Like any new business, cash flow problems plagued Motown; Raynoma Liles, aka Miss Ray developed the Rayber Music Writing Company as a remedy. Rayber, a combination of Ray and Berry Gordy's first name, charged anybody who wanted to make a record. They advertised on a local radio station and caught the ear of their first client, Louvain Demps. Raynoma Liles and Berry married. Louvain, along with Jackie Hicks and Marlene Barrow, formed the Andantes, who historians say appeared on more than 20,000 recording sessions. At first they took a back seat to the Rayber Singers, who consisted of Raynoma, Berry, Robert Bateman, Brian Holland, and anyone else hanging around. When running Motown escalated, Louvain took Miss Ray's place in the Rayber Singers, who disbanded around 1962 when the Temptations and the Supremes started doing sessions. The Supremes, as the Primettes, had worked for Lupine Records; at Motown, they're featured on Mary Wells, Kim Weston, Sammy Ward, and Bob Kayli recordings, among others. Kayli was Robert Gordy, Berry's brother; the Supremes sing on Kayli's "Small Sad Sam," a take-off on Jimmy Dean's "Big Bad John." The Temptations added excitement to Stevie Wonder's "Contract of Love" and Mary Wells' "Everybody Needs Love," and both sing on Wells' "You Lost The Sweetest Boy."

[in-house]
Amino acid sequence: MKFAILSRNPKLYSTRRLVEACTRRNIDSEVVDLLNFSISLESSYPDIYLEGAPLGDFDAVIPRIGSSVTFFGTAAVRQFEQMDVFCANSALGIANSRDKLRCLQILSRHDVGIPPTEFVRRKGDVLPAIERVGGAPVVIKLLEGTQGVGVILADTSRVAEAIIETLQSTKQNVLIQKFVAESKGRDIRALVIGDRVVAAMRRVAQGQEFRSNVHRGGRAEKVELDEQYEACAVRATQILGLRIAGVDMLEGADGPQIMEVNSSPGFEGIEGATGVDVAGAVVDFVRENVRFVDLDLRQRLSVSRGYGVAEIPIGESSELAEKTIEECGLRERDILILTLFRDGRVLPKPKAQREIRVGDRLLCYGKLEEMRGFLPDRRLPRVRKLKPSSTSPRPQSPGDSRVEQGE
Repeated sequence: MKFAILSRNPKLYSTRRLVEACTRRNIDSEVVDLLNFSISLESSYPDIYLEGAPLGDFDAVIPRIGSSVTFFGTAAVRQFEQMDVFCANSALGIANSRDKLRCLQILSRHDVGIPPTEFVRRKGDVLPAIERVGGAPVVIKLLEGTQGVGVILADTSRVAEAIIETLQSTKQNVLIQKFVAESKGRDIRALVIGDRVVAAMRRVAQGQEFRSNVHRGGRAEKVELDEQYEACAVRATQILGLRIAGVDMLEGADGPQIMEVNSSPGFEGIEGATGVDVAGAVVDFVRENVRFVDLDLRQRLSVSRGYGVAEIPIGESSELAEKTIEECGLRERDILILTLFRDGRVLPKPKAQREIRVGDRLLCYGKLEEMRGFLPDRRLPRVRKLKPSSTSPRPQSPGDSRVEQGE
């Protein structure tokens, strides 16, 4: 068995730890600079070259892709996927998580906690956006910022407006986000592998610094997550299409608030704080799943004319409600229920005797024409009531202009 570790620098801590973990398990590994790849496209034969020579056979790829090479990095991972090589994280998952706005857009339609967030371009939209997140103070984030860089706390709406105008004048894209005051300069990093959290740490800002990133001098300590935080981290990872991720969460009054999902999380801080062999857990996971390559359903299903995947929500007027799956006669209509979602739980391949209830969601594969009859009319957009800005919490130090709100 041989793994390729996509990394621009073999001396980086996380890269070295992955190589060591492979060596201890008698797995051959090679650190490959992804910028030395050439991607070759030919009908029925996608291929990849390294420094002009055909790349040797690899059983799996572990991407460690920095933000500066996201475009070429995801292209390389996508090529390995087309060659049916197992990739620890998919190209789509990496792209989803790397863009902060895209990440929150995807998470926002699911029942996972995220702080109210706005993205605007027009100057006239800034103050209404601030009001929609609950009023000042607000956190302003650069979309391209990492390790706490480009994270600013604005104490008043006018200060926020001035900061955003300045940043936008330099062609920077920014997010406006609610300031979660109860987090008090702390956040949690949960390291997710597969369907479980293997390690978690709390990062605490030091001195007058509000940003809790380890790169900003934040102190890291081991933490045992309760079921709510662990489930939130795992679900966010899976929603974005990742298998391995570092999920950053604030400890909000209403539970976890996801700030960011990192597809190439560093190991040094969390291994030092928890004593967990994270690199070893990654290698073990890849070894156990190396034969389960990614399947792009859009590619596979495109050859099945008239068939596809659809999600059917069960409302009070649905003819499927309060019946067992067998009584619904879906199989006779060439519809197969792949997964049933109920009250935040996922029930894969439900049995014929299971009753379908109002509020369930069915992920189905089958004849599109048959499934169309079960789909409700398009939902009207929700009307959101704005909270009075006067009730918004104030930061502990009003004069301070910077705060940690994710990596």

When the Supremes ignited, the Andantes became the number-one studio rats. Like the Funk Brothers -- Motown's rhythm session -- they moonlighted on other labels in Detroit and other cities. They were in Chi-town when Mickey Stevenson needed girls to back Marvin Gaye on "Stubborn Kinda Fellow." Martha Reeves, Stevenson's secretary, called the group, who added magic to Gaye's first hit, and soon broke out on their own. Good background singers are expected to create, which the Andantes did on Mary Wells' "My Guy," Stevie Wonder's "For Once \iIn My Life," and other sessions. They backed Diana Ross on "Love Child," and Martha Reeves on every Martha & the Vandellas' recording after Annette Beard left. Holland-Dozier-Holland used the Andantes to smooth the Marvelettes' infectious but shaky harmony; they also used them on the Four Tops for high end, a technique Thom Bell employed with the Spinners and others in the '70s. Their smooth, quality, chorale sound was so valuable that Motown never gave them a chance to record on their own. A scheduled single, "Like a Nightmare," was never released. Motown didn't want the Andantes out promoting a record when Motown's studios operated around the clock. Ian Levine recorded the Andantes for his Motorcity series. The tracks include a remake of the Fascinations' "Girls Are Out to Get You," as well as "Two Sides to Love," "Hurricane," "Lightening Never Strikes Twice," and a new "Like a Nightmare." Levine also recorded Louvain solo. They accompanied Kim Weston on "Just Loving You," on The Motortown Revue Live, Vol. 2. Louvain's brother, Larry "Squirrel" Demps, sang with the Dramatics. ~ Andrew Hamilton